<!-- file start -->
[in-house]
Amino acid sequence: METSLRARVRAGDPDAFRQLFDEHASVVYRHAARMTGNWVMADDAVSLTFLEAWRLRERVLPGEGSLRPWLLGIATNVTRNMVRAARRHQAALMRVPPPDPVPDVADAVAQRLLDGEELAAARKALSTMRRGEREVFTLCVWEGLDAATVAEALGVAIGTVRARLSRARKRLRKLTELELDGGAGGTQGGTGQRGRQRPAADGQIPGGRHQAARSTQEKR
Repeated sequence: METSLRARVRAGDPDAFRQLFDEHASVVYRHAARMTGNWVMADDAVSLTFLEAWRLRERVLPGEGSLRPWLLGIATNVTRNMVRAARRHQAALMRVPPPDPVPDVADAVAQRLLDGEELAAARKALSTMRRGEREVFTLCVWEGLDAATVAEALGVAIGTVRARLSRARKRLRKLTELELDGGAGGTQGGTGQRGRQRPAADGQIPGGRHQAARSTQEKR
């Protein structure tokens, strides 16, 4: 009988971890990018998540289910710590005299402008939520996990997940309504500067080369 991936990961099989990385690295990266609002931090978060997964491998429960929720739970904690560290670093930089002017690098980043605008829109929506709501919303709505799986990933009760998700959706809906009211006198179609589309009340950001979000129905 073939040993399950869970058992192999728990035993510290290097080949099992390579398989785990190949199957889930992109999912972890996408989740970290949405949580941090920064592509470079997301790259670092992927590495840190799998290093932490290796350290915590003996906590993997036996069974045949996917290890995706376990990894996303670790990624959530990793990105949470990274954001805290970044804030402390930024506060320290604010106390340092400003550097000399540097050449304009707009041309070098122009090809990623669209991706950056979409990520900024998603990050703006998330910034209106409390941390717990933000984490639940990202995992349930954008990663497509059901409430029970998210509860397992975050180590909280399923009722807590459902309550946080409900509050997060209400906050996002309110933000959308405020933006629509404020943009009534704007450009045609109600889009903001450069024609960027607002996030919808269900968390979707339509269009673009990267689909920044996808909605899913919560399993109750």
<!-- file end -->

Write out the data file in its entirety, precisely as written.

[in-house]
Amino acid sequence: METSLRARVRAGDPDAFRQLFDEHASVVYRHAARMTGNWVMADDAVSLTFLEAWRLRERVLPGEGSLRPWLLGIATNVTRNMVRAARRHQAALMRVPPPDPVPDVADAVAQRLLDGEELAAARKALSTMRRGEREVFTLCVWEGLDAATVAEALGVAIGTVRARLSRARKRLRKLTELELDGGAGGTQGGTGQRGRQRPAADGQIPGGRHQAARSTQEKR
Repeated sequence: METSLRARVRAGDPDAFRQLFDEHASVVYRHAARMTGNWVMADDAVSLTFLEAWRLRERVLPGEGSLRPWLLGIATNVTRNMVRAARRHQAALMRVPPPDPVPDVADAVAQRLLDGEELAAARKALSTMRRGEREVFTLCVWEGLDAATVAEALGVAIGTVRARLSRARKRLRKLTELELDGGAGGTQGGTGQRGRQRPAADGQIPGGRHQAARSTQEKR
């Protein structure tokens, strides 16, 4: 009988971890990018998540289910710590005299402008939520996990997940309504500067080369 991936990961099989990385690295990266609002931090978060997964491998429960929720739970904690560290670093930089002017690098980043605008829109929506709501919303709505799986990933009760998700959706809906009211006198179609589309009340950001979000129905 073939040993399950869970058992192999728990035993510290290097080949099992390579398989785990190949199957889930992109999912972890996408989740970290949405949580941090920064592509470079997301790259670092992927590495840190799998290093932490290796350290915590003996906590993997036996069974045949996917290890995706376990990894996303670790990624959530990793990105949470990274954001805290970044804030402390930024506060320290604010106390340092400003550097000399540097050449304009707009041309070098122009090809990623669209991706950056979409990520900024998603990050703006998330910034209106409390941390717990933000984490639940990202995992349930954008990663497509059901409430029970998210509860397992975050180590909280399923009722807590459902309550946080409900509050997060209400906050996002309110933000959308405020933006629509404020943009009534704007450009045609109600889009903001450069024609960027607002996030919808269900968390979707339509269009673009990267689909920044996808909605899913919560399993109750």